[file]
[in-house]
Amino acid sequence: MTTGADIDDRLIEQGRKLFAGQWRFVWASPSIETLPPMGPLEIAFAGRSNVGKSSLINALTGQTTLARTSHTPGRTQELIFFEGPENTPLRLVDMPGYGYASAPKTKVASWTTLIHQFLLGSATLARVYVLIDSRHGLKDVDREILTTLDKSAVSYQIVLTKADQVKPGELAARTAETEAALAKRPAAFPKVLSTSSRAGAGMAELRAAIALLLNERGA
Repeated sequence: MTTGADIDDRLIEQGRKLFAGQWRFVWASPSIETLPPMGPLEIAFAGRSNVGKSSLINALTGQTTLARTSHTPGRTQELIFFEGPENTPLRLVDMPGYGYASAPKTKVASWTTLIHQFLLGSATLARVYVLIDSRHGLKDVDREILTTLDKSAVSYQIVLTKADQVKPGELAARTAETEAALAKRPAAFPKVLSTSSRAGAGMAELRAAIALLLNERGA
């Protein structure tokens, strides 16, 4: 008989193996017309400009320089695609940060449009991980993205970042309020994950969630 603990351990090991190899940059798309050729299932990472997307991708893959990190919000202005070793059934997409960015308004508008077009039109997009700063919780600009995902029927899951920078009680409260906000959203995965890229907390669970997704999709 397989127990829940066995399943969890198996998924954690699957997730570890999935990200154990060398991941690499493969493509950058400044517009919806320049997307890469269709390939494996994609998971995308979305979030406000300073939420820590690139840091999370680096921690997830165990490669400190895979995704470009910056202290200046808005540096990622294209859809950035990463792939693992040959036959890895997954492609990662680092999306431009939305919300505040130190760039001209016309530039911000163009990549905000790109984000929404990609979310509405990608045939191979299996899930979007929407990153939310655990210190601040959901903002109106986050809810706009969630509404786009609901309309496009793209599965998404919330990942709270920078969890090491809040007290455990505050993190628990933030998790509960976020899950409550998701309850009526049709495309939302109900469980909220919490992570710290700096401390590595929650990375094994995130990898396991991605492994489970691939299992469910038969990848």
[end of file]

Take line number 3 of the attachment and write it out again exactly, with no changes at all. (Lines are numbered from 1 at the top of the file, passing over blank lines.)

Repeated sequence: MTTGADIDDRLIEQGRKLFAGQWRFVWASPSIETLPPMGPLEIAFAGRSNVGKSSLINALTGQTTLARTSHTPGRTQELIFFEGPENTPLRLVDMPGYGYASAPKTKVASWTTLIHQFLLGSATLARVYVLIDSRHGLKDVDREILTTLDKSAVSYQIVLTKADQVKPGELAARTAETEAALAKRPAAFPKVLSTSSRAGAGMAELRAAIALLLNERGA